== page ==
Becoming a county sheriff or deputy sheriff can be an excellent way to serve your county, take on an expanded list of police duties, and develop an intricate understanding of laws and statutes in your county.
Several counties and agencies require sheriff candidates to be licensed or certified police officers. As stated in our guide Police Training 101: How to Become a Police Officer, there are many steps involved.
In order to become a Sheriff or Deputy Sheriff, you will usually need one to two years of training. The training required includes both on the job experience and traditional training methods.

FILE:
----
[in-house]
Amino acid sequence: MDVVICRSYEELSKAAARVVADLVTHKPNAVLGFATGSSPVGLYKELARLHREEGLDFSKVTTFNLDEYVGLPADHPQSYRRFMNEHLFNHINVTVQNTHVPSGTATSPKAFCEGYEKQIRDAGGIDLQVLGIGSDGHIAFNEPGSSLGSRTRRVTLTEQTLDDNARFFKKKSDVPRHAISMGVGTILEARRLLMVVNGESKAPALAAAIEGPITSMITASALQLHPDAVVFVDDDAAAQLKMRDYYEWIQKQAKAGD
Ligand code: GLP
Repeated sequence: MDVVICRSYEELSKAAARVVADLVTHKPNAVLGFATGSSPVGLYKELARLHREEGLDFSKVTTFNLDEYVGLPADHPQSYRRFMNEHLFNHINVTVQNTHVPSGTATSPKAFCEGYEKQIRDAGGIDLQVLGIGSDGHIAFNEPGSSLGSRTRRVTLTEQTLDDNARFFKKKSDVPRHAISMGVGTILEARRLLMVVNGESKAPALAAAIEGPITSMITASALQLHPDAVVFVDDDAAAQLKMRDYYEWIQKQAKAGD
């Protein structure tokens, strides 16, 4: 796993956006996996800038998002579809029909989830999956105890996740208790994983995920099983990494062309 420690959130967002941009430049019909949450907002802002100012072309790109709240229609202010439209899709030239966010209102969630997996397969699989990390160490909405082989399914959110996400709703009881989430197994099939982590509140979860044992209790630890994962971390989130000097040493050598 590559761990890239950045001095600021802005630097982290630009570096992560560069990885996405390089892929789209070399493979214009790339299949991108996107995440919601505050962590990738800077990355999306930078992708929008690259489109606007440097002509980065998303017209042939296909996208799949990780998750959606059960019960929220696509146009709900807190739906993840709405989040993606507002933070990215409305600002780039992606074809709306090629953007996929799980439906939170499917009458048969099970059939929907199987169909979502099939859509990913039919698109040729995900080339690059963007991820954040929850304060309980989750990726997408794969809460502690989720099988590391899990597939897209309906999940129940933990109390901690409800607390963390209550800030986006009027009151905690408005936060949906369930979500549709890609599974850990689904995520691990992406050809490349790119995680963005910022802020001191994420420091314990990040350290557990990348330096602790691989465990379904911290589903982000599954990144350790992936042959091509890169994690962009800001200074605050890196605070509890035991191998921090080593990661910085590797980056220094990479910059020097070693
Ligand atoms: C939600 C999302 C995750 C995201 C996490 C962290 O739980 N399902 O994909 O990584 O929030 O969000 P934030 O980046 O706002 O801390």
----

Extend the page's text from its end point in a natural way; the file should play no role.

Many Sheriff's offices and agencies offer training programs in partnership with local or regional community colleges, universities, and academies. Additionally, some Sheriff's offices and agencies operate their own training facilities and programs. Sheriff's training programs include classes in areas like case law, safe and defensive driving, firearm and weapon use, and much more.
According to PayScale's research on Deputy Sheriff Salaries, as of June 2018, the median wage for a deputy sheriff was $44,258, and earnings ranged from $30,143 to $73,072 a year. With that being said, pay and salaries for Sheriffs and Sheriff's Deputies, can vary depending on the size of the population served, location, and experience level.
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